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Amesbury novichok incident: Car seized for testing in Swindon as investigation into poisoning widens

The Independent understands the vehicle was used by an emergency service worker who responded to the poisoning of Dawn Sturgess and Charlie Rowley

Lizzie Dearden
Home Affairs Correspondent
Tuesday 10 July 2018 11:39 BST
Security minister Ben Wallace on Novichok: 'Our levels of assurances will remain at low risk, but not zero risk'

Police are hunting for the "container" they believe contained the novichok nerve agent that killed Dawn Sturgess and left her partner in critical condition.

Military personnel wearing protective clothing seized a car in Swindon overnight, covering it in plastic and lifting it onto a trailer to be removed.

Wiltshire Police confirmed the operation was linked to the Amesbury incident but they urged local residents “not to be alarmed”.

It came two days after a police officer presented to Swindon’s Great Western Hospital for testing amid fears they had been exposed to nerve agent.

The officer was given the all-clear and The Independent understands the white Audi removed from the town belongs to another emergency service worker who responded to the incident.

Police and public health officials will seek to address safety concerns at a public meeting in Amesbury tonight, amid shock over Ms Sturgess’ death.

The 44-year-old, who had three children, collapsed at her partner’s home in Amesbury on the morning of 30 June and died in Salisbury District Hospital eight days later.

Her partner, Charlie Rowley, fell ill hours later and remains in a critical condition.

Dawn Sturgess and Charles Rowley were taken to hospital hours apart on 30 June (Facebook)

Defence secretary Gavin Williamson blamed Russia for committing “an attack on British soil” over the latest poisonings, four months after Sergei Skripal and his daughter were targeted.

"The simple reality is that Russia has committed an attack on British soil which has seen the death of a British citizen,” he told MPs. "That is something that I think the world will unite with us in actually condemning."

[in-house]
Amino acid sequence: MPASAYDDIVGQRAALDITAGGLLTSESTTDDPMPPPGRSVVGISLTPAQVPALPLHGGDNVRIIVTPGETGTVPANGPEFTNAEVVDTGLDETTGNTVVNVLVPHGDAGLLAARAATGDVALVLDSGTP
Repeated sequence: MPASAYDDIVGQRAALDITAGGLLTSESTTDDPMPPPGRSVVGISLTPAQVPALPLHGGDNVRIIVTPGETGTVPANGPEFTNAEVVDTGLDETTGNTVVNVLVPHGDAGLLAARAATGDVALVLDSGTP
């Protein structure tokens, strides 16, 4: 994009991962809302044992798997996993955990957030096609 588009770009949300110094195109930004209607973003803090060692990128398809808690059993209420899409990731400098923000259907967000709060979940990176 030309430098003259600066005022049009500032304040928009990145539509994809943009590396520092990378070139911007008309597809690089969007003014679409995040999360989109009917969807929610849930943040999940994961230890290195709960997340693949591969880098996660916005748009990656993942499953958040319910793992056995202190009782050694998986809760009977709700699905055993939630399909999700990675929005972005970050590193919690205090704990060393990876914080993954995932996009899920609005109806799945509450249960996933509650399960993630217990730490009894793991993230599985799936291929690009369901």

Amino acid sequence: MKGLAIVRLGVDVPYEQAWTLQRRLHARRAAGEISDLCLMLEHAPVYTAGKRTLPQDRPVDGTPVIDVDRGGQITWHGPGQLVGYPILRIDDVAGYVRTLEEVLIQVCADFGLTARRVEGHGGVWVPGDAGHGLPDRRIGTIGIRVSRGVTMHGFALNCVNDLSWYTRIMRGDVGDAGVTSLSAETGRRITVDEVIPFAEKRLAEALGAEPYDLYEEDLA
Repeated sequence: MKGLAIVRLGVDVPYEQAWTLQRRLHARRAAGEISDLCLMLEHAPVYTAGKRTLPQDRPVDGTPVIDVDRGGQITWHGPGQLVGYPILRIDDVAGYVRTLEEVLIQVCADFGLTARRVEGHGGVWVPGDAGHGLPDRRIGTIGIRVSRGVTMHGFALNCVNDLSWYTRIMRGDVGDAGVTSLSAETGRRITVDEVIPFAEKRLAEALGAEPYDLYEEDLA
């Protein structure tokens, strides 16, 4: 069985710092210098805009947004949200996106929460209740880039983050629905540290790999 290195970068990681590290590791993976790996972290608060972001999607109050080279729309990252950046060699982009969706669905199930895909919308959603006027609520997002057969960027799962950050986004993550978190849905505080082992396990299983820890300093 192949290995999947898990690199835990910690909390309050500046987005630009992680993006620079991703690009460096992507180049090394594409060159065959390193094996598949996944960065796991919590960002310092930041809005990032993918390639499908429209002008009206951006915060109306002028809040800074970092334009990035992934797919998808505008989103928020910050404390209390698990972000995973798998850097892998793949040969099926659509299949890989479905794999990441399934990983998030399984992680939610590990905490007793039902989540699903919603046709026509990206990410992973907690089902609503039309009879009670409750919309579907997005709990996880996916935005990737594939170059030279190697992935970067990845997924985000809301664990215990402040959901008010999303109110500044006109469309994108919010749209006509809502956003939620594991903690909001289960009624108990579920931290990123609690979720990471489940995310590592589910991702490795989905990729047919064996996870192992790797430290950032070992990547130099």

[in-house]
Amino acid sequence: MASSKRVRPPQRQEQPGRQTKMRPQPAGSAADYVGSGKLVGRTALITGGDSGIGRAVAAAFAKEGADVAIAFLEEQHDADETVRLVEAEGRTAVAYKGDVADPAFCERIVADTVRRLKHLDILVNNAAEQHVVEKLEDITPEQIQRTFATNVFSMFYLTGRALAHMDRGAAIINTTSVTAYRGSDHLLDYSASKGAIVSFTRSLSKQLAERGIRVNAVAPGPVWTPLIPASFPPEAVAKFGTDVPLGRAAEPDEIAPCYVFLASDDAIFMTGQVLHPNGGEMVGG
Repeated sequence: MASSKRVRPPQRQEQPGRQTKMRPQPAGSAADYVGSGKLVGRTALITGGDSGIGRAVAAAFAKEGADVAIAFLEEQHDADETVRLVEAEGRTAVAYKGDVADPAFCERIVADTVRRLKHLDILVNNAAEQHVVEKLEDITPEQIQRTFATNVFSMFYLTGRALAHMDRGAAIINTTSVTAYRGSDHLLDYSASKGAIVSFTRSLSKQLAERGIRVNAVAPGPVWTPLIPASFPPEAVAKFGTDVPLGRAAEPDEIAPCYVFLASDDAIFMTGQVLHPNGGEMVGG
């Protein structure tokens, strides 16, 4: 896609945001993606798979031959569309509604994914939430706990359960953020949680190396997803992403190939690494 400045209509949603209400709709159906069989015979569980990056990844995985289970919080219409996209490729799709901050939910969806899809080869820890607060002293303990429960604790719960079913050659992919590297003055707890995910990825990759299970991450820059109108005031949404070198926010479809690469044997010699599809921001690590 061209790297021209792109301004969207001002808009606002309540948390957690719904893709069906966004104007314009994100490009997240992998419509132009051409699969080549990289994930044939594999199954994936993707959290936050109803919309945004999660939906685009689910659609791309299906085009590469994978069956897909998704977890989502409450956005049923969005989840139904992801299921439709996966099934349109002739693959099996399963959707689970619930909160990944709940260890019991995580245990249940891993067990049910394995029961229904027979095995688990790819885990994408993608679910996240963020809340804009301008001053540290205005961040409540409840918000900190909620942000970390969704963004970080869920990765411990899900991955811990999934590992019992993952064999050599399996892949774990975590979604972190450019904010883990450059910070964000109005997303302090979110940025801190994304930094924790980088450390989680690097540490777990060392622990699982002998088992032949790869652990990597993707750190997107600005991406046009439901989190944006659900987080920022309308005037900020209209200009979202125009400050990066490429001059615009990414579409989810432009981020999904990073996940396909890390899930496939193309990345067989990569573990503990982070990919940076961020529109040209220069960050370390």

The Kremlin has denied any involvement in the attack on former double agent Mr Skripal or the latest incident, claiming that linking Russia to the poisoning would be ”absurd“.

​Novichoks were first developed by the Soviet Union in a covert programme later revealed by defectors, and one of its creators said the agents were too complicated for a non-state actor to have weaponised.

The Ministry of Defence is working with the police on the investigation and the clear-up operations, with 175 armed forces personnel involved.

Assistant Commissioner Neil Basu, the head of UK counterterror policing, confirmed that the main line of inquiry is whether Ms Sturgess and Mr Rowley came into contact with the same novichok used against the Skripals in March.

“Our focus and priority at this time is to identify and locate any container that we believe may be the source of the contamination,” he said earlier this week.

He added that the pair "must have got a high dose and our hypothesis is that they must have handled a container we are now seeking.”

A red Ford Transit van that Mr Rowley was a passenger in before falling ill has also been seized for “precautionary” testing at the Porton Down defence laboratory, and three other men who travelled in the van were screened but have no symptoms of nerve agent exposure.

More than 20 other people have presented to authorities with concerns but given the all-clear.

A bus that Ms Sturgess and Mr Rowley used to travel from Salisbury to his home in Amesbury night before they collapsed has also tested negative for novichok.

Police have cordoned off the couple’s homes and other areas they visited on 29 and 30 June as the investigation continues.

Central to the investigation is John Baker House, the supported-living accommodation where Ms Sturgess lived in Salisbury and the nearby Queen Elizabeth Gardens.

Officials said the couple had not visited areas of Salisbury that had been frequented by the Skripals and subsequently decontaminated.

Friends of Mr Rowley said he was known to forage for goods to fix and sell and he and Ms Sturgess are known to have collected discarded cigarettes.

Security services hope that tracing where they found the container could provide vital clues on the attack on Mr Skripal.

Police are yet to recover that item and Public Health England has warned against picking up “any strange items such as needles, syringes or unusual containers”.

Health officials have reiterated that the risk to the wider public remains low but the advice is being kept constantly under review.

Chief Constable Kier Pritchard, of Wiltshire Police, praised the “continual strength and resilience” of local residents and businesses.

“Whilst this remains an extraordinary time for Wiltshire, I have every confidence that the communities have the strength to pull through,” he added.

Home secretary Sajid Javid last week told MPs that Ms Strugess’ death “only strengthens our resolve to find out exactly what happened and who is behind it”.

Angus Macpherson, Police and Crime Commissioner for Wiltshire, said Ms Sturgess was an “innocent member of the public who should have been able to go about her daily life without becoming an unwilling victim in such an unprecedented, international, incident”.

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